Few people, it’s safe to say, enjoyed the tortuous process of negotiating Brexit.
Extricating the UK from its European neighbors was a mammoth task, requiring revised agreements on everything from fishing quotas to land borders. After the deal was finally signed, however, there was a collective sigh of relief and Brexit basked in a moment of increased popularity.
It was short-lived. Now that the UK has lived with Brexit for a few years, its limited popularity has waned, according to What UK Thinks, a nonprofit that charts British attitudes to Brexit.
Since September 2021 (the last time the country was equally divided on the issue) there’s been a sharp jump in the number of UK residents who say they’d rather be a member of the EU. About 58% of those polled now say the UK should remain in the bloc.
The above chart combines the averages of the six most recent surveys in any given month by pollsters BMG, Deltapoll, JL Partners, Kantar, Opinium, Redfield & Wilton, Savanta, Omnisis, People Polling, Techne UK, and YouGov, to create a rolling average. The polls all asked similar questions, phrased in slightly different ways.
The 2016 Brexit referendum delivered a 51.9% vote in favor of leaving. Since then, public opinion has crisscrossed the central 50/50 line. When Brexit negotiations concluded with the signing of the Trade and Cooperation Agreement at the end of 2020, public opinion was slightly against it. Staying in the EU was more popular by about 4 percentage points. (The chart excludes people who didn’t express a preference.) But then the public warmed up to the idea, peaking in June 2021 when almost 54% said they were happier outside the EU. A few months later and that sentiment shifted dramatically.
Boris Johnson—the scandal-dogged UK prime minister who had made “get Brexit done” his personal mantra—was forced to resign in July 2022 after many of his closest followers turned against him.
The Conservative Party then entered a months-long, chaotic process of choosing a new leader, which ended with the appointment of Liz Truss in the fall of 2022. Truss promptly crashed the economy with an ill-conceived budget plan and was ousted after just 40 days. Around the same time, labor, medical personnel, food, and petrol shortages hit the UK.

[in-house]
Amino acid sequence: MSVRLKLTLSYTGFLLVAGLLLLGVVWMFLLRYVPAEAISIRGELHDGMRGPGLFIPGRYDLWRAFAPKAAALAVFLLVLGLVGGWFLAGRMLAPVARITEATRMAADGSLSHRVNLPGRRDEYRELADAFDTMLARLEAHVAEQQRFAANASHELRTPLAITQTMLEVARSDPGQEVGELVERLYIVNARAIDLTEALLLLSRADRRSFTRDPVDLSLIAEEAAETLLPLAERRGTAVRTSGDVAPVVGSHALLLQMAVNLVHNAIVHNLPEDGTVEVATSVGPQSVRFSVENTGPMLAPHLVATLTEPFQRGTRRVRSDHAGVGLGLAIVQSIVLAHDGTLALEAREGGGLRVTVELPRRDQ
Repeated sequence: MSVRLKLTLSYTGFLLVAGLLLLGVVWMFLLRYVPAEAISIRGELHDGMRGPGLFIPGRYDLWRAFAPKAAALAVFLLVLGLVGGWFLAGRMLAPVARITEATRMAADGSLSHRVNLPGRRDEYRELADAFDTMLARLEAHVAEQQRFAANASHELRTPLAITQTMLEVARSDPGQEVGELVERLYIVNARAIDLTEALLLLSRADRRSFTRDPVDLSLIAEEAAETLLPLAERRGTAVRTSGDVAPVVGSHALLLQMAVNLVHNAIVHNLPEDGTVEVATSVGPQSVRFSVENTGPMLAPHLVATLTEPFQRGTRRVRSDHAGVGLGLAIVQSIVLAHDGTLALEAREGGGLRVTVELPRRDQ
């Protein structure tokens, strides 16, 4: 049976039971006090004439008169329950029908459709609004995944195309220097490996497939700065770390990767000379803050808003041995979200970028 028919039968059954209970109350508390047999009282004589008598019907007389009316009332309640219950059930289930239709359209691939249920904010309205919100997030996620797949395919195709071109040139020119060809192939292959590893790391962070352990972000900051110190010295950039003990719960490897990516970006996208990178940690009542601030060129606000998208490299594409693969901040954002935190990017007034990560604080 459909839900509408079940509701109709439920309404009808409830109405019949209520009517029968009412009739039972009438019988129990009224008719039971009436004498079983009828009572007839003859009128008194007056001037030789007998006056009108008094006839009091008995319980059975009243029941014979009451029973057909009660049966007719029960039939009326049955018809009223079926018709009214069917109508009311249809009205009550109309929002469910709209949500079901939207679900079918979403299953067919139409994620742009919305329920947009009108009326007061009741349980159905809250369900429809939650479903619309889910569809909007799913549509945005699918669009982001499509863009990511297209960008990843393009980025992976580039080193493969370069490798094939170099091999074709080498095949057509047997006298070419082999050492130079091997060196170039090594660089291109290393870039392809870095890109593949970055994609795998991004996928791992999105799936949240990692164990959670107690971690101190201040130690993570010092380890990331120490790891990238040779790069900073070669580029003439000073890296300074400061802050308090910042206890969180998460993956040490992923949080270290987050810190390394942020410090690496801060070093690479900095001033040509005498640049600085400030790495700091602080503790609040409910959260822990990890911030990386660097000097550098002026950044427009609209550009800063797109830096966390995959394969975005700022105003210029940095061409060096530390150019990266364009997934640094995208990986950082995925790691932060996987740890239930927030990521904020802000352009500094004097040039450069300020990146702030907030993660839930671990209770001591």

UK residents blamed many of these shortages on the loss of trade relationships and workers from the EU, though the pandemic and the war in Ukraine were also to blame.
What UK Thinks believes there are three possible reasons for the shift in opinion. First, those who didn’t vote originally, or were too young to vote at the time, might now be making their voices heard. Second, those who originally wanted to remain, but were persuaded otherwise during the long post-referendum period of debate, might now have shifted back. Finally, those who supported Brexit originally might have actually changed their minds.
John Curtice, a professor of politics at Strathclyde University, believes it is primarily that last group that is accounting for the shift.
“During the last year the proportion of Leave voters who back staying outside the EU has fallen by nine percentage points, from 83% to 74%,” he wrote on the What UK Thinks blog. “It is the decline in support for Brexit among those who originally voted for it that primarily explains why there has been a swing against the idea during the last twelve months.”